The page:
Legislation approved by the U.S. House of Representatives at the end of last week would increase K-12 spending on disadvantaged students by roughly $250 million, along with funding boosts for special education, teacher training, and more.
On Friday, the Democrat-controlled House approved a series of spending bills by a vote of 217-197 that included $73.5 billion for the U.S. Department of Education for fiscal 2021. That funding for the department would provide $6.9 billion more than proposed by President Donald Trump earlier this year, and $716 million than current Education Department spending in fiscal 2020.
However, while fiscal 2021 is due to start Oct. 1, you shouldn’t’ expect that Congress will enact new spending levels before that date. Between the focus on the coronavirus and a looming presidential election, it could be a few months before we get a final spending deal. The House and the Senate, which has yet to adopt its own final spending figures for different federal agencies for fiscal 2021, could end up being far apart when they sit down to negotiate.
- "$16.6 billion for Title I Grants to Local Educational Agencies, an increase of $254 million above the FY 2020 enacted level.”
- "$14.1 billion for Special Education, an increase of $208 million above the FY 2020 enacted level and $108 million above the President’s budget request.”
- "$2.2 billion for Supporting Effective Instruction State Grants (Title II-A), an increase of $23 million above the FY 2020 enacted level.”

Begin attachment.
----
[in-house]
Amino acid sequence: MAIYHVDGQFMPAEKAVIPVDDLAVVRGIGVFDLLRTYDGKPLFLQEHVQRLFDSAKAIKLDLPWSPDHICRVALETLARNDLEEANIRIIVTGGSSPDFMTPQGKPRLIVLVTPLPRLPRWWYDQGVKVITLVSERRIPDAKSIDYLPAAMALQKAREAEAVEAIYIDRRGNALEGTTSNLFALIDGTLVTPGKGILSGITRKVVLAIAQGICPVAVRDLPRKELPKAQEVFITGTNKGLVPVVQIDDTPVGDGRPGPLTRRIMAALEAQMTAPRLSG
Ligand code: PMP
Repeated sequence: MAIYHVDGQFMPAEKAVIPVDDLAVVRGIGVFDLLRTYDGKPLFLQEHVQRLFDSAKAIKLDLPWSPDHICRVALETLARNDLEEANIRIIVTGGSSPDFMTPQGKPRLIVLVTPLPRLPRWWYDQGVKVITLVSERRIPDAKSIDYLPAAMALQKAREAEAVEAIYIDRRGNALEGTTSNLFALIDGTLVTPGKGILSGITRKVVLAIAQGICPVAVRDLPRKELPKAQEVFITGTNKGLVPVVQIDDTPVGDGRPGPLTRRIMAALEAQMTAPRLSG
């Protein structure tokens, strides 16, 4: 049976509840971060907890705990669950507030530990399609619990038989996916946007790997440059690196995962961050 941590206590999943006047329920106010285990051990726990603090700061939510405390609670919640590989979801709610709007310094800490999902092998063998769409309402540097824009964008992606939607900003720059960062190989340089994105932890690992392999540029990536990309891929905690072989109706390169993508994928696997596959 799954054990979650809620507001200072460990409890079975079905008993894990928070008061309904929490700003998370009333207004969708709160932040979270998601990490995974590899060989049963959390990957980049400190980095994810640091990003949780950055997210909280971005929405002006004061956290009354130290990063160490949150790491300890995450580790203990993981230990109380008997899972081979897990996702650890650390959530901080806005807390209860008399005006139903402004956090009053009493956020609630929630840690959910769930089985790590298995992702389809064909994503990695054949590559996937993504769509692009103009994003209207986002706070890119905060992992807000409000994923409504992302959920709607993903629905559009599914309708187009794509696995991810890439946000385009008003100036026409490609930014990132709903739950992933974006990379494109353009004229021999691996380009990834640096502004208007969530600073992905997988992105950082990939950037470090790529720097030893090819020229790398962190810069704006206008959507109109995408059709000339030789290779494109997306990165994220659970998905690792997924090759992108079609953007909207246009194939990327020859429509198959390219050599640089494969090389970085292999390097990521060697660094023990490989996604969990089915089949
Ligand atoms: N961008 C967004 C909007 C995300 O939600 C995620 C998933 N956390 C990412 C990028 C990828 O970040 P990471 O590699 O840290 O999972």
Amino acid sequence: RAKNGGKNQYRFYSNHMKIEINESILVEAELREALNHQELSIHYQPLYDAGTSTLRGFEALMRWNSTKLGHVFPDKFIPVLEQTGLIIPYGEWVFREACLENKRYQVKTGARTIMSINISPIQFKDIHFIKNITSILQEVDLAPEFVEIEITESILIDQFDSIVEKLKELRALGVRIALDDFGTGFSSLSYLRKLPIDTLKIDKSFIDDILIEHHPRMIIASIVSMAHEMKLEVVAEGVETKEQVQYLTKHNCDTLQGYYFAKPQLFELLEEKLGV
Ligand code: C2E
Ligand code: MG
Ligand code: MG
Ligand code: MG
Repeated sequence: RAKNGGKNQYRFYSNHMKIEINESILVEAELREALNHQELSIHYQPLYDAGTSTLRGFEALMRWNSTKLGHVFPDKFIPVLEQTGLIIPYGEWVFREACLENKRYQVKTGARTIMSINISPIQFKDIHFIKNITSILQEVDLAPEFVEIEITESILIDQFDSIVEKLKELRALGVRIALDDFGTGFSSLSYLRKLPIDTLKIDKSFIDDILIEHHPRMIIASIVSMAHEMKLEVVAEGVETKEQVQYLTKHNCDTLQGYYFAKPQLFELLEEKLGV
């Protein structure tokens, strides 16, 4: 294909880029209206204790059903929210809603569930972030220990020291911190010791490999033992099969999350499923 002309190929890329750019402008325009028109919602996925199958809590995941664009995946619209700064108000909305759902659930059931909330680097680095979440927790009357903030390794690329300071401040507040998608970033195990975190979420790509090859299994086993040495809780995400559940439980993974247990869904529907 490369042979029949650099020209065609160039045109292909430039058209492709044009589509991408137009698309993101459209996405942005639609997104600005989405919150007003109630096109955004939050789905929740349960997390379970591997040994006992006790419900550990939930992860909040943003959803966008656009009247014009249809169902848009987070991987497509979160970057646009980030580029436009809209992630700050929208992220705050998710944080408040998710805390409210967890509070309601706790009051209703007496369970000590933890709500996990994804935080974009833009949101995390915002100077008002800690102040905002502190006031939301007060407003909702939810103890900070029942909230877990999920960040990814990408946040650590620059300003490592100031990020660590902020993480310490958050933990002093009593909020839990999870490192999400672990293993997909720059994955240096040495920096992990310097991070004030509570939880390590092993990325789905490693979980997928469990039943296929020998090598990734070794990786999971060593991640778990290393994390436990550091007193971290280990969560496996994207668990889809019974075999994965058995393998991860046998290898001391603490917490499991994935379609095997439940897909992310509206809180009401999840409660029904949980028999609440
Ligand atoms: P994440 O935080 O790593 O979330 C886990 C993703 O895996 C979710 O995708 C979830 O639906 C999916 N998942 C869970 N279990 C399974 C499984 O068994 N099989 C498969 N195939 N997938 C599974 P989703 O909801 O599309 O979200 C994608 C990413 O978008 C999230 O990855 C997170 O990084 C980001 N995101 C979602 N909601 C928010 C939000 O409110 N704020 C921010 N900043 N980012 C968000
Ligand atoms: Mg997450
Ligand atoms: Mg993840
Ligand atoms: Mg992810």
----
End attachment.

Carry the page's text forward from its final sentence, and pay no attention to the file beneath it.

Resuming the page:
- "$400 million for the Charter School Program, $40 million below the FY 2020 enacted level.”
- "$2 billion for Career, Technical and Adult Education, an increase of $25 million above the FY 2020 enacted level and $738 million below the President’s budget request.”
This bill from Democrats is not focused mainly on providing emergency relief to schools due to the impact of the pandemic; federal lawmakers are still negotiating a new COVID-19 relief package. Yet when the bill passed the House on Friday, Rep. Rosa DeLauro, D-Conn., the chariwoman of the House subcommittee that controls education spending, said, “Now is the time for us to move boldly and swiftly to defeat the virus, and the racial disparities it has exposed in health, education, and the economy.”
The proposed fiscal 2021 budget from Trump included a pitch to fold several big federal education programs into a flexible block grant for states. That idea has been ignored by lawmakers, however.